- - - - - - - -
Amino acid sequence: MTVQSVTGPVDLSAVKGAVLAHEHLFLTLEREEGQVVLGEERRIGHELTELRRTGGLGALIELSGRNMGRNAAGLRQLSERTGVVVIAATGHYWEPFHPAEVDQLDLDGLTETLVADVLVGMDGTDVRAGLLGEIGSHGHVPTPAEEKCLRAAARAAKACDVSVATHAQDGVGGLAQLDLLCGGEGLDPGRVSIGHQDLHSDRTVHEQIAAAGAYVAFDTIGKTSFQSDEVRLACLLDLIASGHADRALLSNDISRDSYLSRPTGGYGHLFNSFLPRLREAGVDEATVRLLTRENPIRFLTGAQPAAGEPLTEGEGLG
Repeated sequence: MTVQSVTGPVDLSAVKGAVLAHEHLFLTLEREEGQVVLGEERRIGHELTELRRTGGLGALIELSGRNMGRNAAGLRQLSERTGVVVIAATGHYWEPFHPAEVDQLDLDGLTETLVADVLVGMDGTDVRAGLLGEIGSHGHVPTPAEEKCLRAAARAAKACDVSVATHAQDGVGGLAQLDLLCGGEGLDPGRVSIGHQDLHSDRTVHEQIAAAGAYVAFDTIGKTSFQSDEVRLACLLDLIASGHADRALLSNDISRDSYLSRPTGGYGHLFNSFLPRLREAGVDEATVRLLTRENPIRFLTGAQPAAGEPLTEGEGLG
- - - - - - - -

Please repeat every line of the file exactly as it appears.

Amino acid sequence: MTVQSVTGPVDLSAVKGAVLAHEHLFLTLEREEGQVVLGEERRIGHELTELRRTGGLGALIELSGRNMGRNAAGLRQLSERTGVVVIAATGHYWEPFHPAEVDQLDLDGLTETLVADVLVGMDGTDVRAGLLGEIGSHGHVPTPAEEKCLRAAARAAKACDVSVATHAQDGVGGLAQLDLLCGGEGLDPGRVSIGHQDLHSDRTVHEQIAAAGAYVAFDTIGKTSFQSDEVRLACLLDLIASGHADRALLSNDISRDSYLSRPTGGYGHLFNSFLPRLREAGVDEATVRLLTRENPIRFLTGAQPAAGEPLTEGEGLG
Repeated sequence: MTVQSVTGPVDLSAVKGAVLAHEHLFLTLEREEGQVVLGEERRIGHELTELRRTGGLGALIELSGRNMGRNAAGLRQLSERTGVVVIAATGHYWEPFHPAEVDQLDLDGLTETLVADVLVGMDGTDVRAGLLGEIGSHGHVPTPAEEKCLRAAARAAKACDVSVATHAQDGVGGLAQLDLLCGGEGLDPGRVSIGHQDLHSDRTVHEQIAAAGAYVAFDTIGKTSFQSDEVRLACLLDLIASGHADRALLSNDISRDSYLSRPTGGYGHLFNSFLPRLREAGVDEATVRLLTRENPIRFLTGAQPAAGEPLTEGEGLG